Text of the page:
I used to think that my consciously careful resistance to doing this was me stubbornly holding on. A refusal to let go of all those shed tears, after all I'm pretty sure I was crying for three straight years. If my tear ducts could've gone on strike, they would've. But it took the death of a presence to remind me, it wasn't all hard-headed Cancerian wallowing that made me keep those memories alive. I used to think that "arriving" at life or coming out "finished" was about getting it together. That the all-access pass came when you scored the trifecta of career/wealth, love/romance and family/friends. That one "becomes" when you join all the shiny, happy people you see in ads everyday, white teeth flashing even and perfect, bodies lithe engaged in that flawless life.
I had no idea. And it took a damn while to forgive myself for not knowing that.
For the uncurious who've not dared click on the Golden Venus' site, I have to mention she writes about astrology and attracts a wealth of diverse characters from all walks of life. It's not a support group website for the betrayed or quietly going insane, it's just really intelligent, amazing people from every part of the world engaged in a discussion about that most "controversial" of subjects the skeptical like to pooh-pooh. But inevitably, it off-shoots into meaningful tangents and whilst the interaction is virtual, I've found the company to be stunningly real.
As I hobbled my way through hell, I found people I never met and now, some of whom I have, extend their hands and hearts when mine were either too tired from crawling or too broken to care. Ms. Havisham sent me her Broken collection of essential oils out of the blue. The Taurean Alchemist found time beyond caring for five beautiful daughters to chime in and sympathize. Pegasus in flight would drop comments laced with a tantric spell or two in, and the Scorpalicious Robot, ever sharply insightful was factual yet supportive. There are so many others that it sometimes actually felt like standing in the Hall of Goddesses, each with her own gift and voice, weaving in to help me find mine.
Last month, one of those people, one of the pillars that helped hold up the sky for me, died. It wasn't until the Golden Venus posted about her death that I knew her real name. For years, we all knew her as Blue Libra. Flame haired, fire fighting, university teaching, fierce mother of two who dealt with a contentious ex, fought for women's rights and tried, tried passionately to keep love in her life. As is common practice on blogs and the like, real names are rarely shared and there is a space to virtual relationships that can either be abused or navigated respectfully.
We all live highly independent lives occupied by our roles and purpose which more often than not, leaves us with copious amounts of solitude or if surrounded, hardly the silence or time to actually think. Or even pee with the door closed. Being on the other side of the world, many of the Golden Venus' brethren are up at 3am when I was or am here alone and sleepless. You think I'd get any sense out of people I'd cultivated at a local bar? Hmm. A pickled liver more likely.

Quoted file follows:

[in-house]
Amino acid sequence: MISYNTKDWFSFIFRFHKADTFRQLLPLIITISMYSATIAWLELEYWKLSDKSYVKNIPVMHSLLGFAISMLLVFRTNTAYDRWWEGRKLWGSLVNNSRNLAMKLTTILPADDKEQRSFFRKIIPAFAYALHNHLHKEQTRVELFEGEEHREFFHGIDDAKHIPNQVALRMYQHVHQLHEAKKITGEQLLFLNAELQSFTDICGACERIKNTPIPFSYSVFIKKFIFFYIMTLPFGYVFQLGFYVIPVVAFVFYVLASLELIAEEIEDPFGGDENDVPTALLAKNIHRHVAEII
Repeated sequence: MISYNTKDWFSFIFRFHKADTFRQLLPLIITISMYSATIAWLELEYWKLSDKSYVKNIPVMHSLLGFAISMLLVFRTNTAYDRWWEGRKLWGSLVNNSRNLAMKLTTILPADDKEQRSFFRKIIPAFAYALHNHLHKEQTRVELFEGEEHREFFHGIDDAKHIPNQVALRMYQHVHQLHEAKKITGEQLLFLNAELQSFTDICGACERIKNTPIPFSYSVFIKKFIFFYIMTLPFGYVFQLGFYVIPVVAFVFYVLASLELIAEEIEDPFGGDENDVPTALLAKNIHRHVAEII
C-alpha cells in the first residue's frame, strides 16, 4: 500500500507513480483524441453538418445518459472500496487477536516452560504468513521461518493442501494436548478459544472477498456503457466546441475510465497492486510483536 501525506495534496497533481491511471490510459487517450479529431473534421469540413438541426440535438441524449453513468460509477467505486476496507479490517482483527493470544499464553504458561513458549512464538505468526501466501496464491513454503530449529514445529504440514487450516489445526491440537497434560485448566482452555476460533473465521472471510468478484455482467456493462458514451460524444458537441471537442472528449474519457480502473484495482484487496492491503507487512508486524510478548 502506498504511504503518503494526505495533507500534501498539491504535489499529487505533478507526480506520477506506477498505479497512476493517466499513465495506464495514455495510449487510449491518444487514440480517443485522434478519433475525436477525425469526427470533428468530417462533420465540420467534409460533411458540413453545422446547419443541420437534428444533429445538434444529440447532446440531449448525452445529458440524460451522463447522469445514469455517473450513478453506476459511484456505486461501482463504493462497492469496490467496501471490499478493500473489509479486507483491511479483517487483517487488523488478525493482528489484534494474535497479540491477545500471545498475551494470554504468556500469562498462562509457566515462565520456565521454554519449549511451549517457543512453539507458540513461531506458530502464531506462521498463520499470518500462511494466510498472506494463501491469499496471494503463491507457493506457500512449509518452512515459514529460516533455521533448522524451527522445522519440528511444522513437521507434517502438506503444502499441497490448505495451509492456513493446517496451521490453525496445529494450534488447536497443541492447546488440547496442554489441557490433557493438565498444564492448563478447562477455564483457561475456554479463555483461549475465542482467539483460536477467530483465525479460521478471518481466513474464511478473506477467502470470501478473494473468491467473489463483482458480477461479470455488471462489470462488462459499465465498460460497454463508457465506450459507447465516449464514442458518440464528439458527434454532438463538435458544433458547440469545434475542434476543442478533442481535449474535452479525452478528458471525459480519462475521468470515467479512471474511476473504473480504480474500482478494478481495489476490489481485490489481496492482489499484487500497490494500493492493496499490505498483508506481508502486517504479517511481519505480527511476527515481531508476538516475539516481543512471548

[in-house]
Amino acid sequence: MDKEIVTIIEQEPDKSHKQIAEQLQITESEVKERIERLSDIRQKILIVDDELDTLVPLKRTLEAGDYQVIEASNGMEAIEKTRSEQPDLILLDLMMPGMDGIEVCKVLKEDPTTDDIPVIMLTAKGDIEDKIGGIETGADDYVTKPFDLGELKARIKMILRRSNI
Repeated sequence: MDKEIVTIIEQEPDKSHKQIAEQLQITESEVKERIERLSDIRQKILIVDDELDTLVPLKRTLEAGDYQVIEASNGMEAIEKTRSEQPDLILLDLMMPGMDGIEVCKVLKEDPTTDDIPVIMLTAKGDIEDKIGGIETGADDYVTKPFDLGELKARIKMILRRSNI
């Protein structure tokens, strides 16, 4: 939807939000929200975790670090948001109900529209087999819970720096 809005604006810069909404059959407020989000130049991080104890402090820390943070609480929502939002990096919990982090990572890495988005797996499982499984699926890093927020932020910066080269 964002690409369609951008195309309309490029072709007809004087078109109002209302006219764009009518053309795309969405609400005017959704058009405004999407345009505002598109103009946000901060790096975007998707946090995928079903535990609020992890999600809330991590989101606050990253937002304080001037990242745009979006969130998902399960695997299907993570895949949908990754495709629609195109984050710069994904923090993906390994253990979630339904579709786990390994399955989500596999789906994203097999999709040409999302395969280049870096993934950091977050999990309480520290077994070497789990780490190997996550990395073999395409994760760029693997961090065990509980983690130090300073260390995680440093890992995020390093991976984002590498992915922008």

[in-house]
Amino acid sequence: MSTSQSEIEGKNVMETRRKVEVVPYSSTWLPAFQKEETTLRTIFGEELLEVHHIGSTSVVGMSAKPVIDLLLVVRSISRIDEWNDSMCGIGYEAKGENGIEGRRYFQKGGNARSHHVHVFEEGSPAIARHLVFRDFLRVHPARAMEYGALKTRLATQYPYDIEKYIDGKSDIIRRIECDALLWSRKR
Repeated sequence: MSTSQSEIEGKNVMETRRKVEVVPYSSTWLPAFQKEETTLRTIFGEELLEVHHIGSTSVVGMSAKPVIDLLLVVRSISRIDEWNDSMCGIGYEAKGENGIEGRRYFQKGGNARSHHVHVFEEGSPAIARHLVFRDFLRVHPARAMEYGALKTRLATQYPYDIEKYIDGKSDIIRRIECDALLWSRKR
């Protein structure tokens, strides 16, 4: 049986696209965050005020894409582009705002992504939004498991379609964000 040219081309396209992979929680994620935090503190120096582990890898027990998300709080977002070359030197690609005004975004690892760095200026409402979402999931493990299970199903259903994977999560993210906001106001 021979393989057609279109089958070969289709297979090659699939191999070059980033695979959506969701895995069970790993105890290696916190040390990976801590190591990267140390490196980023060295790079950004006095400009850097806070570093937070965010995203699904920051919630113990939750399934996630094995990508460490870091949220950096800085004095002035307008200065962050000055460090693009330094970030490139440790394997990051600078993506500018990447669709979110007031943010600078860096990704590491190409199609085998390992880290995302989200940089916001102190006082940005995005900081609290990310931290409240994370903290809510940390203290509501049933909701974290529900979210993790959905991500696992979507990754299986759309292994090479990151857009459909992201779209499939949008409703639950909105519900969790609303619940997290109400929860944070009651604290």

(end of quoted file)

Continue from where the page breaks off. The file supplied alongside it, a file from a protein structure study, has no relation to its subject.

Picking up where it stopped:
So when the news came, I remembered why I won't forget. If I give up all my memories of that terrible time, then I give up all the beautiful kindnesses these friends have shown me. As I read the post about Blue's death, I also realized the constraints of our sharing and wondered, was there anything that I could've said or done? Those nearer her felt the guilt more profoundly. There wasn't anything we could do but to remember her for her strength and her compassion. How well did I really know her?
We'd all formed varying ideas about who she was, each filtered through the lens of our own impressions and experiences. After all, we encountered each other in fractions. What can't be disputed is what she chose to do and give. I've always taken to heart the saying, Charity begins at Home. And while I never met this woman, or had tea with her, or rang her in the middle of the night for a seemingly aimless chat, for the time that she was there, she chose to count. She chose to make a difference to whoever needed it.
And for this, I will never see her as a stranger but as a friend. Anonymous, faceless, scentless, but there. I couldn't mimic her for fun if I wanted to, or associate a perfume with her hair, but I think I will always, always remember her in a movement of my heart. She passed out of choice yet I cannot tie her to that sadness. I hope she knows wherever she is, that as in life, I will only associate her with redemption. That as she helped me to my freedom, I continue to hope she has found hers.